A few years after the original Chuck Rock adventure, Chuck has been kidnapped. Now it’s up to his son to grab a club and rescue his cave-dwelling daddy from certain doom at the hands of bad guy Gary Gritter.  Read on to find out if you’ll be dumping this in a steaming heap of dino dung or if you’ll be chuck-ling along with the decidedly lowbrow antics of the ugly spawn of Chuck’s bristly, stinking, loins. As the son of a stinking cave man, who obviously wants to follow in the footstamps of his flea-infested father, you’ll be submerged once more into a world of brightly coloured platforms with nothing but a club and your wits to help you traverse the gaps and batter the enemies that dwell between them. Luckily collision detection is fairly good, and the level design is filled with enough panache and secrets to keep you pushing forwards into the undergrowth. One minute you’ll be running across stone age power lines filled with birds and delicious sweeties, then the next you’ll be belting rocks onto spikes to provide a platform over the arse-pucturing badness below, then you’re jumping over puddles of sludge in some rudimentary stone age sewage system. Fair enough, it’s nothing terribly new, bottles of milk take the place of apples or meat or first aid boxes in providing health, and enemies follow their simple paths, but for those who dig the subject matter the whole aesthetic and atmosphere is going to be irresistible considering it all works so nicely. The first thing that’ll hit anyone playing Chuck Rock 2 will be the fact that the graphics are stunning. Detailed platforms and really well animated enemies will provide a few smiles to even the most hardened Amiga owner. Tiny details such a eyes peering from holes in the earth below to birds resting on power lines, and even the numerous guises the enemies come in, some are dressed as dinosaurs while others are wearing living furry creatures on their noggins as wigs that attack you when you attack their owners! A fine effort on behalf of core and miles better than the backgroundless vacums of the orginal Chuck Rocks world. Funky jungle sounds and cheery platform typicalities are abundant throughout but there’s nothing truly offensive in here. The sound effects are nice and chunky too and the sound of mini-Chuck’s club connecting with the skull meat of an enemy cave dweller sounds nice and crunch and satisfying. There are a few ambient affects to be had but nothing outstanding. All in all it’s a great effort and it comes together like a juicy tune bomb that’ll have you tapping your feet along with your thumbs. Chuck Rock II: Son of Chuck is something worth replaying using WinUAE or Amiga Forever 7 and offcourse a real Commodore Amiga!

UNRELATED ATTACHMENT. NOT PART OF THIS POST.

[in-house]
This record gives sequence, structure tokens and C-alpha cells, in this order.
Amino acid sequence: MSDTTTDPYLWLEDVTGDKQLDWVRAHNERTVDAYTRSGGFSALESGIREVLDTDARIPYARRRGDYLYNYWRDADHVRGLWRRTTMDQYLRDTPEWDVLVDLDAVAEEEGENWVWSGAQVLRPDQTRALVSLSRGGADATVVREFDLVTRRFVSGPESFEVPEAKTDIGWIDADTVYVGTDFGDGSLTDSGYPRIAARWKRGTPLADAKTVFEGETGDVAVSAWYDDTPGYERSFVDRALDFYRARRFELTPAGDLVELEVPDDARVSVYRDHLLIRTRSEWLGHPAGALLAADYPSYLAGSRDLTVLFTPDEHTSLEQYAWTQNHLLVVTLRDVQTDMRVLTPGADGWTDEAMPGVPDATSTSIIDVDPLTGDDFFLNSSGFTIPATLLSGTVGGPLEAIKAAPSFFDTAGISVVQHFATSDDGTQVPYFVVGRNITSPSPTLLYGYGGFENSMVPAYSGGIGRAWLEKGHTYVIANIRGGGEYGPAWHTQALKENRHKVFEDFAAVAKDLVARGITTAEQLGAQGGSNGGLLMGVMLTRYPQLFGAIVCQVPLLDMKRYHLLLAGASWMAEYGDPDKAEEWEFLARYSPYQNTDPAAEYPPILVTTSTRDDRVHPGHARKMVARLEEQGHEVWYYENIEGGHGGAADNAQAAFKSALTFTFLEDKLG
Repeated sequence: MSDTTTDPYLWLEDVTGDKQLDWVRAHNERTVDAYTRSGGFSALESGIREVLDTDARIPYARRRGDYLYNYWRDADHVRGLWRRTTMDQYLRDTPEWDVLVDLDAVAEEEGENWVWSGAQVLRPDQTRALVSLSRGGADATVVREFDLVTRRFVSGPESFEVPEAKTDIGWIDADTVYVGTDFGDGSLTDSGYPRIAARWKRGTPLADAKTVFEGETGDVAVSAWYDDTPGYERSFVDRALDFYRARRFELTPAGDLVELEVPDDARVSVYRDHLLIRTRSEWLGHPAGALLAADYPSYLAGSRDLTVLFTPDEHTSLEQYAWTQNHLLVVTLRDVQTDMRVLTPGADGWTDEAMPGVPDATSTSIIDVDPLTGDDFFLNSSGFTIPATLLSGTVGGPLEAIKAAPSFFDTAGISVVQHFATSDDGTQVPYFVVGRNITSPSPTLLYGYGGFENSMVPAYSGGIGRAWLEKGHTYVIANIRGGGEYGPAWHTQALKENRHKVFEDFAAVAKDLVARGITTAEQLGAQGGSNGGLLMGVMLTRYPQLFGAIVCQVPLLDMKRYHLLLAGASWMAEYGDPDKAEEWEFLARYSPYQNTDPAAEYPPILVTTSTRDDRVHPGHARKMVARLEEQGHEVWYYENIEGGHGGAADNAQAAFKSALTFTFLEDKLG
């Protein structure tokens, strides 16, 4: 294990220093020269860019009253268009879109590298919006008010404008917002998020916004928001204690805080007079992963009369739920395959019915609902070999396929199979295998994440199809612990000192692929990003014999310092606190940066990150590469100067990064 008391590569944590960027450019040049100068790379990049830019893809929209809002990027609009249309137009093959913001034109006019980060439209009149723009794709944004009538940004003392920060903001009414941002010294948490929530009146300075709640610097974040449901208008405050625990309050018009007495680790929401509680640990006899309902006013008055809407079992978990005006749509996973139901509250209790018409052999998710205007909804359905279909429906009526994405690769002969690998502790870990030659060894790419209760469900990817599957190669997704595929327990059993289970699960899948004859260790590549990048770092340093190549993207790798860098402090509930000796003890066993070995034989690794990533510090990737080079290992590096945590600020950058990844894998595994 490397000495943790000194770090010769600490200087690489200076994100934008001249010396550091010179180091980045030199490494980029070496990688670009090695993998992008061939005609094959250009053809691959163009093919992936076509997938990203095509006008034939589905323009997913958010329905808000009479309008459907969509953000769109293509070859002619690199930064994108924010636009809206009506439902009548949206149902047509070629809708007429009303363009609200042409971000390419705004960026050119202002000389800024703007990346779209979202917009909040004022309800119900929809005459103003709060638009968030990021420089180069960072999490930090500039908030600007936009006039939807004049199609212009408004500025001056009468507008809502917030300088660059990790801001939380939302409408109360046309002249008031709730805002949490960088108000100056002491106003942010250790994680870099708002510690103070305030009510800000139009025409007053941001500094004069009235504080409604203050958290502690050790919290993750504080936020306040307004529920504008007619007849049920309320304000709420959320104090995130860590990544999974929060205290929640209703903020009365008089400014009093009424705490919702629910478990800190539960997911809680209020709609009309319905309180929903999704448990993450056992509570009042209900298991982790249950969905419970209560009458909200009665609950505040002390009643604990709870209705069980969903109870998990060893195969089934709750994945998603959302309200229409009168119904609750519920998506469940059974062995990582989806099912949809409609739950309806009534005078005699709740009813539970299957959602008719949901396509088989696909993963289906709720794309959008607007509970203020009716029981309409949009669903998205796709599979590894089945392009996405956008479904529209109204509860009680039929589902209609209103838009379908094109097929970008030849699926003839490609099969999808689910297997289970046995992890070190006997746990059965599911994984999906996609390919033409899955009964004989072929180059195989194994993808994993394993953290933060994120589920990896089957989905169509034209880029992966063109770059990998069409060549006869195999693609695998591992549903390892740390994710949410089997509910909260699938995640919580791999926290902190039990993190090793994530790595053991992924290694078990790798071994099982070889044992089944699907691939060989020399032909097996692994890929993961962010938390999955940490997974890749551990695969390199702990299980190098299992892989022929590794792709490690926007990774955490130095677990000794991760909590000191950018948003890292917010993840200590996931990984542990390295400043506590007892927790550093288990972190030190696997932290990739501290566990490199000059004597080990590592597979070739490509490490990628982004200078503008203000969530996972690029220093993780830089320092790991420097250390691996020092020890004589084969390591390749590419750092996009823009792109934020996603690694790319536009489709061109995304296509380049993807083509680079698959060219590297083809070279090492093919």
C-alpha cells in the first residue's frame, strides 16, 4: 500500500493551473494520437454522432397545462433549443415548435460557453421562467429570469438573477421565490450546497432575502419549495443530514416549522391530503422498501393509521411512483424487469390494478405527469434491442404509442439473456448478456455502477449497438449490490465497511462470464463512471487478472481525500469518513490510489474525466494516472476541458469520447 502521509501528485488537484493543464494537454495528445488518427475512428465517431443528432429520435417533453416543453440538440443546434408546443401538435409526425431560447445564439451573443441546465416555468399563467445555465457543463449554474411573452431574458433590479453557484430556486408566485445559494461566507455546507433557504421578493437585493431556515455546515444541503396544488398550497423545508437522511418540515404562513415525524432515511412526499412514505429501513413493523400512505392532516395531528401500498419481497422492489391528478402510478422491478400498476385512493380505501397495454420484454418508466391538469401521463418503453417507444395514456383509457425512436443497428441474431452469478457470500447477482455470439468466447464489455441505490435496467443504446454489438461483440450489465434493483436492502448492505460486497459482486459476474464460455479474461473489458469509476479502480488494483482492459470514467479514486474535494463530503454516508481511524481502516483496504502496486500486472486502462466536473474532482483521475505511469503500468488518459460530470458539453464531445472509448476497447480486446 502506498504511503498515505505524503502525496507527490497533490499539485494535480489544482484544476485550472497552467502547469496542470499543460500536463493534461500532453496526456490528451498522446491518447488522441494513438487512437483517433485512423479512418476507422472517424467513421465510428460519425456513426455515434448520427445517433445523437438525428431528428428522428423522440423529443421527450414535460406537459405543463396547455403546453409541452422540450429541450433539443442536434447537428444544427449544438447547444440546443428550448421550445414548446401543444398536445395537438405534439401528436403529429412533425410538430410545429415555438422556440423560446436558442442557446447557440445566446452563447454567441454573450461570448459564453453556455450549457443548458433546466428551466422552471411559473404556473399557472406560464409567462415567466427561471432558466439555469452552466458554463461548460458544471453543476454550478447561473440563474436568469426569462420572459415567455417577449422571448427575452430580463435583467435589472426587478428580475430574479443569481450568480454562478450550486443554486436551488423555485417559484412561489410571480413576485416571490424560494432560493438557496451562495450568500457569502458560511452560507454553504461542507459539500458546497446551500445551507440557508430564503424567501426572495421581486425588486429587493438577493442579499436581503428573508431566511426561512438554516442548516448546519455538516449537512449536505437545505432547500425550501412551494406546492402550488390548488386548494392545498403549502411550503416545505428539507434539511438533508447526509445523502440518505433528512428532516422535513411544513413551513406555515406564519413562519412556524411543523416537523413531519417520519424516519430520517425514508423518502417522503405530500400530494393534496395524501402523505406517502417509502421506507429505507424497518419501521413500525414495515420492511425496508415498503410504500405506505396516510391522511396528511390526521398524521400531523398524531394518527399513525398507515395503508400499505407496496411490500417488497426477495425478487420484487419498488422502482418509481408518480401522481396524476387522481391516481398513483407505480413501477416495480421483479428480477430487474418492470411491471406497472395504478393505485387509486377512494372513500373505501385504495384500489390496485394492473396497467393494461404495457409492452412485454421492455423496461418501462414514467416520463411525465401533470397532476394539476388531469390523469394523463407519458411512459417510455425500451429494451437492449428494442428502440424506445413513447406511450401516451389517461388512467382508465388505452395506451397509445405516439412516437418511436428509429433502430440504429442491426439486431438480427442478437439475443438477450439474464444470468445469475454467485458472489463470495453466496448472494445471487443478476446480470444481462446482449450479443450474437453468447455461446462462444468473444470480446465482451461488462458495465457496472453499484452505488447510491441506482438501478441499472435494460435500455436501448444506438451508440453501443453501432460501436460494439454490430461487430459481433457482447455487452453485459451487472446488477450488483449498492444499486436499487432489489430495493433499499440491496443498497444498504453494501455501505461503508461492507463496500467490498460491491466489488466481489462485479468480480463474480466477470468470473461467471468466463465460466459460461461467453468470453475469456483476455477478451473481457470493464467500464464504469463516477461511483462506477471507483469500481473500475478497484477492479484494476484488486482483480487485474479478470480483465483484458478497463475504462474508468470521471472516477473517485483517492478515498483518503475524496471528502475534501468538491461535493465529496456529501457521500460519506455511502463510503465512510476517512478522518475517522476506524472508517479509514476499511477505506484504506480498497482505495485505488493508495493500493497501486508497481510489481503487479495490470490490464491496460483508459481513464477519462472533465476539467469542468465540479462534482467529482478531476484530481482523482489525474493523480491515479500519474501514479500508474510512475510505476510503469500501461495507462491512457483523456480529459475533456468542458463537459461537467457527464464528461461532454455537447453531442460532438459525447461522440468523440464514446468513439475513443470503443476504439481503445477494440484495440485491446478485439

More news: Generation Amiga magazine